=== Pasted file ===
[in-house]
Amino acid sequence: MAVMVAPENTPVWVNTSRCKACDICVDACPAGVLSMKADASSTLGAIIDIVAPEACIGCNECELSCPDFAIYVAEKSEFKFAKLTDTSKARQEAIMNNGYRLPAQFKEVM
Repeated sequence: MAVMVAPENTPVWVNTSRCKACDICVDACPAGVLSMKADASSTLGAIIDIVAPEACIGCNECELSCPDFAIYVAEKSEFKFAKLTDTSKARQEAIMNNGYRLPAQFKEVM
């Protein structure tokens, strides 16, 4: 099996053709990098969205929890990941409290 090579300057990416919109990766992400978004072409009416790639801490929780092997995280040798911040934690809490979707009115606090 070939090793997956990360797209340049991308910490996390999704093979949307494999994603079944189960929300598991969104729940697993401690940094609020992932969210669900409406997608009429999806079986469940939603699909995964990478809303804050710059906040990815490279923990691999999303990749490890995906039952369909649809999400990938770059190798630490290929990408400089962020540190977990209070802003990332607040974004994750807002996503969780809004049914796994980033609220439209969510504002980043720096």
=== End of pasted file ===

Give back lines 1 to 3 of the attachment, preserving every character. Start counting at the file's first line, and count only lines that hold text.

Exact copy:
[in-house]
Amino acid sequence: MAVMVAPENTPVWVNTSRCKACDICVDACPAGVLSMKADASSTLGAIIDIVAPEACIGCNECELSCPDFAIYVAEKSEFKFAKLTDTSKARQEAIMNNGYRLPAQFKEVM
Repeated sequence: MAVMVAPENTPVWVNTSRCKACDICVDACPAGVLSMKADASSTLGAIIDIVAPEACIGCNECELSCPDFAIYVAEKSEFKFAKLTDTSKARQEAIMNNGYRLPAQFKEVM